Two of the most well known things about David are his victory over Goliath and his sin with Bathsheba. When we consider his triumph, we wonder how we as a congregation can have our own great victories. When we consider his sin, we sometimes think we could never fall into such extreme wickedness, but may indeed later find ourselves in divisions, heresies, laziness, and sins that are no better. There is a temptation to only see the endings of great Bible stories and to miss how things came to be. If we do that, we will find ourselves failing to reach the desired end and being surprised when we have ended up in the sinful one. Let us consider two lesser-known statements from both events in David’s life, for as they stand in contrast to each other, they teach us it is not only the fancy ending that is important, but also the humble beginning.
The 1st statement comes from 1Sa 17:48, which states, “David ran quickly toward the battle line to meet the Philistine.” Here we find an aggressiveness, a determination, a confidence in Yahweh’s ability to prevail that defines all that David does in 1Sa 17. It is this trust in the Lord, and this courageous zeal to accomplish His will, that resulted in David’s success.
In our 1st statement, little David, trusting in the Lord, bravely hastens toward a massive warrior. In our 2nd, of all the things mighty King David could do during “the time when kings go out to battle,” 2Sa 11:2 tells us, “late one afternoon, David arose from his couch and walked on the roof of the king’s house.” Here we find no fervor for the Lord, no zeal to accomplish His will. In fact, we do not even find someone who trusts in the Lord enough to care a thing about what he ought to be doing. All we find is someone whose greatest deed of the day is getting up off of his couch late in the afternoon. It is this seemingly harmless selfishness and complacency that led to the rampant evil we all condemn.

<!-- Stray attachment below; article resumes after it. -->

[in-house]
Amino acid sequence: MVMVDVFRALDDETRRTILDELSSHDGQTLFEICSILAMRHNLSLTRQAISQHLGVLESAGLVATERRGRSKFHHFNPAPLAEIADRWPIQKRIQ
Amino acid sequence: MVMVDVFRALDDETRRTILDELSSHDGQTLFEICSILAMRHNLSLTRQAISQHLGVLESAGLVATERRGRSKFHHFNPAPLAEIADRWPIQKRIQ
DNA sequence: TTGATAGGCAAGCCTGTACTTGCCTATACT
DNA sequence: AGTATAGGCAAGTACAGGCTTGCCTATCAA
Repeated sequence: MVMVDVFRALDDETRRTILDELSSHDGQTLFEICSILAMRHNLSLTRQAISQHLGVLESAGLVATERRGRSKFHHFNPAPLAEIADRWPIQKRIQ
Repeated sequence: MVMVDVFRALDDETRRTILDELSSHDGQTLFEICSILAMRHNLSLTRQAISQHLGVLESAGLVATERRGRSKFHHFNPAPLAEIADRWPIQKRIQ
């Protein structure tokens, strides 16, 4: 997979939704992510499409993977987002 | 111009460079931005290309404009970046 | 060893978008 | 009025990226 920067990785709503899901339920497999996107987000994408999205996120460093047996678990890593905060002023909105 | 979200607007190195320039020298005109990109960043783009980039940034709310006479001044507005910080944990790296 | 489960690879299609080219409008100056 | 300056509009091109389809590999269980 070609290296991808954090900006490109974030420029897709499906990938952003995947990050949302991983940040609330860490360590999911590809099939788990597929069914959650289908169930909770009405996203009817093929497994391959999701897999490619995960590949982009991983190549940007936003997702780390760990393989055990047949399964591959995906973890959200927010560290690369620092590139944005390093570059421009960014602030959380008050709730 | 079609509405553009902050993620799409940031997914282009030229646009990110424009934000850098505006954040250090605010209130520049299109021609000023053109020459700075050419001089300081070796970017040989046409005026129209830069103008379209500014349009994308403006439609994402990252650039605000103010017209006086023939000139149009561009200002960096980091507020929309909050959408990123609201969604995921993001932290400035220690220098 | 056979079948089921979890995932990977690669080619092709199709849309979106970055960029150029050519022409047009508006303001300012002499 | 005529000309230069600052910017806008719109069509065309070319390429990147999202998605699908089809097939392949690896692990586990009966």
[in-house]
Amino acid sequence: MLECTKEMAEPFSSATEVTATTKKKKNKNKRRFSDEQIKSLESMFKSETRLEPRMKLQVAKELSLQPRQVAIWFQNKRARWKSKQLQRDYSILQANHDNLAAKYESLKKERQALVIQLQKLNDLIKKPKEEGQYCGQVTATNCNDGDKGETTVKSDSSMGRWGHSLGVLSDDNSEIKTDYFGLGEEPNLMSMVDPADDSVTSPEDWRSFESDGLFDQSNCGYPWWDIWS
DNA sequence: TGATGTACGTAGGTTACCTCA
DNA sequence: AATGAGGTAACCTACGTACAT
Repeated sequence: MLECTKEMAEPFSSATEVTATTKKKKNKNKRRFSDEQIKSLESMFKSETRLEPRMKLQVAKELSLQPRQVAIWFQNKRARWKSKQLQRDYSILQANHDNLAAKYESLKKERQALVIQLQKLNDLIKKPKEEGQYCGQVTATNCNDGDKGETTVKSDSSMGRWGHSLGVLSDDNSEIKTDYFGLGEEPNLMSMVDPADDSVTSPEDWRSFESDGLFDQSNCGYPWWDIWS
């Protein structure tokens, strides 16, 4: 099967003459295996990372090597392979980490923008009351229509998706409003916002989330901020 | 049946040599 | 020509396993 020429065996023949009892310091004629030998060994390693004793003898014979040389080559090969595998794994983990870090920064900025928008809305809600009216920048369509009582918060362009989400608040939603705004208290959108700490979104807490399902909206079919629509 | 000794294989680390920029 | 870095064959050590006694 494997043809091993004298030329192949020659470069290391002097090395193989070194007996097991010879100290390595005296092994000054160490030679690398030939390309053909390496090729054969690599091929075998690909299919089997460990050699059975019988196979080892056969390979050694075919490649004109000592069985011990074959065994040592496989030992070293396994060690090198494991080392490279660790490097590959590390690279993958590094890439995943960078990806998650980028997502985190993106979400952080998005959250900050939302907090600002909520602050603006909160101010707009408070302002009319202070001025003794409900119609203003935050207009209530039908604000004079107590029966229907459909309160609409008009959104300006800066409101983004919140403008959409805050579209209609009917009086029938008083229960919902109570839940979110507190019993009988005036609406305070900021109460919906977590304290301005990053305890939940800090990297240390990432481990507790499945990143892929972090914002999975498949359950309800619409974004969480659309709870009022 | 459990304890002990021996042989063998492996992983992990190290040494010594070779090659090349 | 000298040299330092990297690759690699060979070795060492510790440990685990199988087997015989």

Perhaps, the reason we sometimes do not find ourselves achieving the great victories of David but rather find ourselves in danger of dwindling and failing, is because from the outset and throughout the process, our attitude is wrong. Perhaps, we are ambivalent, rather than determined; comfortable, rather than zealous; doubtful, rather than trusting. We must have the trust and zeal of David to have the victory God gave him.
Let each and every one of us approach the work here at [Insert your congregation here] with a zeal for the Lord’s will and a trust in the Lord’s ability to deliver. Let it never be said that at [Insert your congregation here] our greatest work was that “late one Wednesday afternoon we sat down on our padded pews.” It is time for us to go out to battle. Let us run quickly against whatever giants stand opposed to our Lord. Let us equip ourselves through study, and go out and share the good news and love of Jesus with our friends, family, co-workers, neighbors, enemies, and strangers. Only then will we have the great victories of David and avoid his great sins.